A short series of tests to determine the durability of some exemplary structures was carried out using the fluidized collision device. Only structures made from stainless steel and titanium/copper, respectively, were eligible for the testing, as structures made from other metals performed below the threshold (exhibiting near immediate failure) in preliminary testing. The average diameter of a 12 total structures was measured at the start of testing and recorded incrementally thereafter to determine the rate of structural attrition when subjected to repeated high speed collisions.
An exemplary collagen dispersion may consists of 3 major constituents plus additives. The relative quantities may be as follows:
collagen nanofibrils 1 parts by mass acetic acid 5 water 94 additives 0-50 (relative to collagen)
The dispersion plus additives are processed by rapidly freezing the desired material below the eutectic temperature and then freeze drying. The resulting pore size and morphology consists of a regular matrix of <5 micron pore diameters and wire-like collagen structure.
In order to create specific pore sizes and matrix morphology, the process of controlled meltback is used. In this process, the dispersion formulation described above is frozen rapidly to a temperature well below the eutectic temperature. The frozen dispersion is then reheated and held at a given temperature for a certain amount of time. This process induces a chemical potential which causes the viscous collagen-rich mobile phase to coat the ice particles. Upon refreezing and subsequent freeze drying the pores are created.
The eutectic temperature and the phase diagram are determined for each formulation by Differential Scanning Calorimetry (DSC). An exemplary phase diagram is provided in
A example of the conditions required to create certain pore sizes follows. The phase diagram for each dispersion is different depending on the specific surface area of the collagen nanofibrils, the concentration of the collagen nanofibrils, the type and amount of acid, and the type and amount of additive. Prior to processing the phase diagram specifics are determined using DSC. A pulsed NMR technique, invented by Anderson & Tice of the Cold Regions Lab in Hanover (and typically used for soils) has also bee successfully used to determine the specifics of the phase diagram.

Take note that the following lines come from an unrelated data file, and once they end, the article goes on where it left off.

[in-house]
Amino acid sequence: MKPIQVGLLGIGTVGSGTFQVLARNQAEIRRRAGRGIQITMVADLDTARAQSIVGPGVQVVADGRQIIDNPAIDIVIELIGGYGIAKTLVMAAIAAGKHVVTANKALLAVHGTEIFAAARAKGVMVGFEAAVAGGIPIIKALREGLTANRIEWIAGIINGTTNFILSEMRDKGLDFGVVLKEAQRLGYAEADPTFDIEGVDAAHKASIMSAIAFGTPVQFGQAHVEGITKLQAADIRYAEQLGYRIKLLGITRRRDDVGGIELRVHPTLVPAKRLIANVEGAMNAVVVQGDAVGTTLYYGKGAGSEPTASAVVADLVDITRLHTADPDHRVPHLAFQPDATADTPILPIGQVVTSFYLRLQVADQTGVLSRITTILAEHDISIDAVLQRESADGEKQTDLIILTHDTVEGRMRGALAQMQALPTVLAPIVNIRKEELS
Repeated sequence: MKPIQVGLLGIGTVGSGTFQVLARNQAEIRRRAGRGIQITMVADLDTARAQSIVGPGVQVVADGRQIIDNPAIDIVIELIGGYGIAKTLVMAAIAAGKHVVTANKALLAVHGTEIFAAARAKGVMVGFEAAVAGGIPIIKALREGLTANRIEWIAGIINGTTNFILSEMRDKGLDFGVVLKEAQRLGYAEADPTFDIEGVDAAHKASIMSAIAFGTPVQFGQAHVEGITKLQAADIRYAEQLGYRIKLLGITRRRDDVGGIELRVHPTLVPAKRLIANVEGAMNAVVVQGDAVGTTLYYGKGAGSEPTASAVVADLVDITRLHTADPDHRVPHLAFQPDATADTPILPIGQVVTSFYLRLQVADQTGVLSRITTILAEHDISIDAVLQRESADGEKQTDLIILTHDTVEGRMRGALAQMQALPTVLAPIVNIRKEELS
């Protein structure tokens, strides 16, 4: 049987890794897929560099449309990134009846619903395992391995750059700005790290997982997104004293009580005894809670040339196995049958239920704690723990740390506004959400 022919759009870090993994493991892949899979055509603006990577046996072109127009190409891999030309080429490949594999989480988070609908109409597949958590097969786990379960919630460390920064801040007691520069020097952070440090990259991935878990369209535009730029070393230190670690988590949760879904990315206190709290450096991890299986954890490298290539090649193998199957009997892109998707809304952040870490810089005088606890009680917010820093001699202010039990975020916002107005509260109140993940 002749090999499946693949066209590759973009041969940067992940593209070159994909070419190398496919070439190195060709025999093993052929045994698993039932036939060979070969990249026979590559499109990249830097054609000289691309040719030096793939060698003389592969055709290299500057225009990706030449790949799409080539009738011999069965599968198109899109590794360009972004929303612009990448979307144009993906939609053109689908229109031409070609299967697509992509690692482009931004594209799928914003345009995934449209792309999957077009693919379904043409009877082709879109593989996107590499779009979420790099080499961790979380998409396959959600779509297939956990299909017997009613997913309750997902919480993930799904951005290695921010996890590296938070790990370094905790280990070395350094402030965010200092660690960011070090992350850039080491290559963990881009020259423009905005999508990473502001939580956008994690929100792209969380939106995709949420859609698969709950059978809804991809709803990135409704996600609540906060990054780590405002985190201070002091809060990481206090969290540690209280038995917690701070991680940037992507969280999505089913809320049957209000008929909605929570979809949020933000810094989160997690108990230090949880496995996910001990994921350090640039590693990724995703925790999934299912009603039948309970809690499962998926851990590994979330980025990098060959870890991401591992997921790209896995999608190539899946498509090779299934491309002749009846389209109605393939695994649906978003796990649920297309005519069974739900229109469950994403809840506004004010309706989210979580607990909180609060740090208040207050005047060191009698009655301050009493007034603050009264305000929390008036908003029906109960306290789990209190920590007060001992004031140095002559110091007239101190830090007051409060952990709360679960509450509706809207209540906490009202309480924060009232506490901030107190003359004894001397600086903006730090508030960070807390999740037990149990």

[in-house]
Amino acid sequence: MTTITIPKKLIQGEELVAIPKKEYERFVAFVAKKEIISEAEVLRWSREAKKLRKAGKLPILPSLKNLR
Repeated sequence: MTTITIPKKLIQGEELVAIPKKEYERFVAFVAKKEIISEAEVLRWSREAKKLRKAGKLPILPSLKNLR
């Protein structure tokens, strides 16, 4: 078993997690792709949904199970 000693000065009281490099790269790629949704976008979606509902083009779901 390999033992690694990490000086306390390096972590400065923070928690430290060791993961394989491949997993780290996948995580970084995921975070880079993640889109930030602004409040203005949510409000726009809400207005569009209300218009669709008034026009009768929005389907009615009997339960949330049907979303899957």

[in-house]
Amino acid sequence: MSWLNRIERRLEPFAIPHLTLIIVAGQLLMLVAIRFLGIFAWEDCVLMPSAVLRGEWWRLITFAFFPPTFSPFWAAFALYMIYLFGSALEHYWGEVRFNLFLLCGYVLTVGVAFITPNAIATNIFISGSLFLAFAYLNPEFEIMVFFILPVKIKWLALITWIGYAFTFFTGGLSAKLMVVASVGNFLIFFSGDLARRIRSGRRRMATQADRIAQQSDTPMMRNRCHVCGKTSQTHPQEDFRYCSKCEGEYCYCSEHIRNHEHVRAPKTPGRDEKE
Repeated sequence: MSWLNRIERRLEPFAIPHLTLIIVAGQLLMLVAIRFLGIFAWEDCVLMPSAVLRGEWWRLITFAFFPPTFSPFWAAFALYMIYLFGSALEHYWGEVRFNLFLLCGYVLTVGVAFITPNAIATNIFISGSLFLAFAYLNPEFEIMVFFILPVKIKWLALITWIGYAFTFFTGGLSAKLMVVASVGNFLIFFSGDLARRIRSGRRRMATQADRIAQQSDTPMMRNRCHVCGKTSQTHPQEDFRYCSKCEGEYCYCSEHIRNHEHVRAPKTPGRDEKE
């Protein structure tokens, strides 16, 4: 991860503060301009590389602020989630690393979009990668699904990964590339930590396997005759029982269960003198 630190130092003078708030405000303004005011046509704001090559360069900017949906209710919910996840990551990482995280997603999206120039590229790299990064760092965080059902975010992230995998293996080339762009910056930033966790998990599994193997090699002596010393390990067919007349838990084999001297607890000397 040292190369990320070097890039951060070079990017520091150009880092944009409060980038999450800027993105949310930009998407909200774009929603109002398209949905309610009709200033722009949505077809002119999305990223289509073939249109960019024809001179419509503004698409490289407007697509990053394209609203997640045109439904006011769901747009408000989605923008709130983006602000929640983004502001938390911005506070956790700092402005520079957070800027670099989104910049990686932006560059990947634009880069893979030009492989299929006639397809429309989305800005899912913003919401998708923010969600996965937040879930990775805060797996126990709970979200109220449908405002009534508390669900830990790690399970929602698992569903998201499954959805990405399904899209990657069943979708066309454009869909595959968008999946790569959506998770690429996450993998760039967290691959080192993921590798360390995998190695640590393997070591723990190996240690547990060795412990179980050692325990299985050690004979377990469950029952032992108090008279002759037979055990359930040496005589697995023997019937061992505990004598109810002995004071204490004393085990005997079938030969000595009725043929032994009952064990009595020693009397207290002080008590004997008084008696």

Typical processing conditions are listed below for the production of a porous matrix with leafy morphology and 50 micron diameter pores.
Collagen Nanofibrils (porcine)
1 part by mass
3 mm spheres
Soak time, h
3 days at high vacuum (<10 mT)
Condenser at −45° C.
Shelf temperature at −5° C.
5 days at full vacuum (<0.1 in. Hg)
at a temperature of 113° C.
In one specific example, the processing conditions were as follows:
eutectic temperature −27° C. from DSC LHS Temperature 0° C. from DSC RHS Temperature 10° C. from DSC eutectic 47% from DSC composition formulation composition 5% user input soak temperature −15° C. user input K acid 1.80E−05 unique to each acid MW acid 60 unique to each acid M original 0.83 mols/L calculated pH 2.41 calculated from equilibrium original constant FP line slope −0.57 intercept 0 calculated from DSC info concentration: 26.11% calculated from DSC info soak Liquid M soak liquid 4.35 calculated from DSC info pH soak liquid 2.05 calculated from DSC info chemical potential original pH 2.41 soak liq pH 2.05 percentage ice 80.85% collagen mobile phase 19.15% material original soak balance formulation conditions collagen 1 1 liq acid 5 5 liq water 94 13.15 26.11 % acid re to CAW ice 80.85
Those skilled in the art will readily appreciate how such techniques may be applied to a shaped body that comprises metal powder in addition to collagen and carrier.
Substrates in the form of stainless steel metal screens were coated with a blend of collagen and titanium dioxide (TiO2) metal powder to form screens that are coated with anatase- or brookite-TiO2 and are suitable use as photocatalysts.
In an exemplary procedure, prior to coating with TiO2 photocatalyst precursor, stainless steel screens were cleaned by soaking in 5% NaOH solution in deionized water, followed by rinsing with deionized water, soaking a second time in NaOH solution, and rinsing again.
Collagen dispersions were prepared by forming a mixture of deionized water and crude bovine corium (collagen type I, containing 10-15% collagen) and ball milling the mixture in a ceramic container using zirconium milling beads to unravel the collagen fibers. Ball milling speed maintained at 35 rpm for one week. The milled corium was sieved three times to remove unmilled corium, and the sieved, milled corium was centrifuged at 3000 rpm for one hour to recover collagen fibers as “collagen paste.” Collagen paste was combined with deionized water and acetic acid at a desired ratio of collagen/acid/water, and was blended thoroughly to produce a collagen dispersion.